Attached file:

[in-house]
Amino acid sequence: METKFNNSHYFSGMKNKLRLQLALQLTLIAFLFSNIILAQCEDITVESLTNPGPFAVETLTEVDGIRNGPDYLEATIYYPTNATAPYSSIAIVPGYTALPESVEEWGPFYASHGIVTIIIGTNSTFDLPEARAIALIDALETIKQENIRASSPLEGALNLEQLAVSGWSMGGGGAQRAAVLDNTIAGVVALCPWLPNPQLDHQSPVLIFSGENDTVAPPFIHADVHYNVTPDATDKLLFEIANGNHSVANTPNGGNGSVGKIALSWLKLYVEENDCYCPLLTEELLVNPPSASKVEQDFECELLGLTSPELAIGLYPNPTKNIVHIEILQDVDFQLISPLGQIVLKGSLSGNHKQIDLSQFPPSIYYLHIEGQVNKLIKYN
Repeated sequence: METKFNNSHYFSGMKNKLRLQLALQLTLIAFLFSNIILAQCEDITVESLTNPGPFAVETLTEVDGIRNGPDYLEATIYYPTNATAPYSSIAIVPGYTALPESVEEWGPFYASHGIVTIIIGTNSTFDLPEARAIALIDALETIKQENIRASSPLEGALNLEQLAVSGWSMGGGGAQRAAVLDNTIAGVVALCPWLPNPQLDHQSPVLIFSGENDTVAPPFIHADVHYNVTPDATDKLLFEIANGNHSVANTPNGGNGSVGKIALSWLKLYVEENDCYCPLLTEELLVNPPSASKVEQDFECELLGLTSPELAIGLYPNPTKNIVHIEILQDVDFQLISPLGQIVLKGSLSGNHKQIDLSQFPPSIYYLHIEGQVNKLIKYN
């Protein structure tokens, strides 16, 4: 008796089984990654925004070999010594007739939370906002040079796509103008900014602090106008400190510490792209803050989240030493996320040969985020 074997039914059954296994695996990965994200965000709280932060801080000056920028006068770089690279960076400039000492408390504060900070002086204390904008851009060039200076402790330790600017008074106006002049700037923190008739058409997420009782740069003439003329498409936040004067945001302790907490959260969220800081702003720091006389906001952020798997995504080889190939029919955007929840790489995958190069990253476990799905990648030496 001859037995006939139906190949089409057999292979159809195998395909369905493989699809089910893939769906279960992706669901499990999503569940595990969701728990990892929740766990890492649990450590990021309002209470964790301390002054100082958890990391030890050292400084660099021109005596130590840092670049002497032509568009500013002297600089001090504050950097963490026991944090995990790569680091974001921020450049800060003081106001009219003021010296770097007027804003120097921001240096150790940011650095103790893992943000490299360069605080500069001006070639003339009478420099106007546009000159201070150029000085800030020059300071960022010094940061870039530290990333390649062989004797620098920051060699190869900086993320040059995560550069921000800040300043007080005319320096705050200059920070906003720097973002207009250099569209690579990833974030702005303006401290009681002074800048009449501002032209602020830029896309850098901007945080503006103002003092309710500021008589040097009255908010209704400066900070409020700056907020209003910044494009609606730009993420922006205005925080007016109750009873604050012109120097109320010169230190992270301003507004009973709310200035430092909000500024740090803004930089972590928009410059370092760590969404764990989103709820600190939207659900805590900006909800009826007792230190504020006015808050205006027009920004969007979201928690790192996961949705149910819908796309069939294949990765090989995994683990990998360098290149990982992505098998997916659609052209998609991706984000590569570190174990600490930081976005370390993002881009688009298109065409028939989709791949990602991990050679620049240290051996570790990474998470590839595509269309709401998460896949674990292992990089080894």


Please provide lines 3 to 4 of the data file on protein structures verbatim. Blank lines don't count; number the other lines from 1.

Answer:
Repeated sequence: METKFNNSHYFSGMKNKLRLQLALQLTLIAFLFSNIILAQCEDITVESLTNPGPFAVETLTEVDGIRNGPDYLEATIYYPTNATAPYSSIAIVPGYTALPESVEEWGPFYASHGIVTIIIGTNSTFDLPEARAIALIDALETIKQENIRASSPLEGALNLEQLAVSGWSMGGGGAQRAAVLDNTIAGVVALCPWLPNPQLDHQSPVLIFSGENDTVAPPFIHADVHYNVTPDATDKLLFEIANGNHSVANTPNGGNGSVGKIALSWLKLYVEENDCYCPLLTEELLVNPPSASKVEQDFECELLGLTSPELAIGLYPNPTKNIVHIEILQDVDFQLISPLGQIVLKGSLSGNHKQIDLSQFPPSIYYLHIEGQVNKLIKYN
């Protein structure tokens, strides 16, 4: 008796089984990654925004070999010594007739939370906002040079796509103008900014602090106008400190510490792209803050989240030493996320040969985020 074997039914059954296994695996990965994200965000709280932060801080000056920028006068770089690279960076400039000492408390504060900070002086204390904008851009060039200076402790330790600017008074106006002049700037923190008739058409997420009782740069003439003329498409936040004067945001302790907490959260969220800081702003720091006389906001952020798997995504080889190939029919955007929840790489995958190069990253476990799905990648030496 001859037995006939139906190949089409057999292979159809195998395909369905493989699809089910893939769906279960992706669901499990999503569940595990969701728990990892929740766990890492649990450590990021309002209470964790301390002054100082958890990391030890050292400084660099021109005596130590840092670049002497032509568009500013002297600089001090504050950097963490026991944090995990790569680091974001921020450049800060003081106001009219003021010296770097007027804003120097921001240096150790940011650095103790893992943000490299360069605080500069001006070639003339009478420099106007546009000159201070150029000085800030020059300071960022010094940061870039530290990333390649062989004797620098920051060699190869900086993320040059995560550069921000800040300043007080005319320096705050200059920070906003720097973002207009250099569209690579990833974030702005303006401290009681002074800048009449501002032209602020830029896309850098901007945080503006103002003092309710500021008589040097009255908010209704400066900070409020700056907020209003910044494009609606730009993420922006205005925080007016109750009873604050012109120097109320010169230190992270301003507004009973709310200035430092909000500024740090803004930089972590928009410059370092760590969404764990989103709820600190939207659900805590900006909800009826007792230190504020006015808050205006027009920004969007979201928690790192996961949705149910819908796309069939294949990765090989995994683990990998360098290149990982992505098998997916659609052209998609991706984000590569570190174990600490930081976005370390993002881009688009298109065409028939989709791949990602991990050679620049240290051996570790990474998470590839595509269309709401998460896949674990292992990089080894």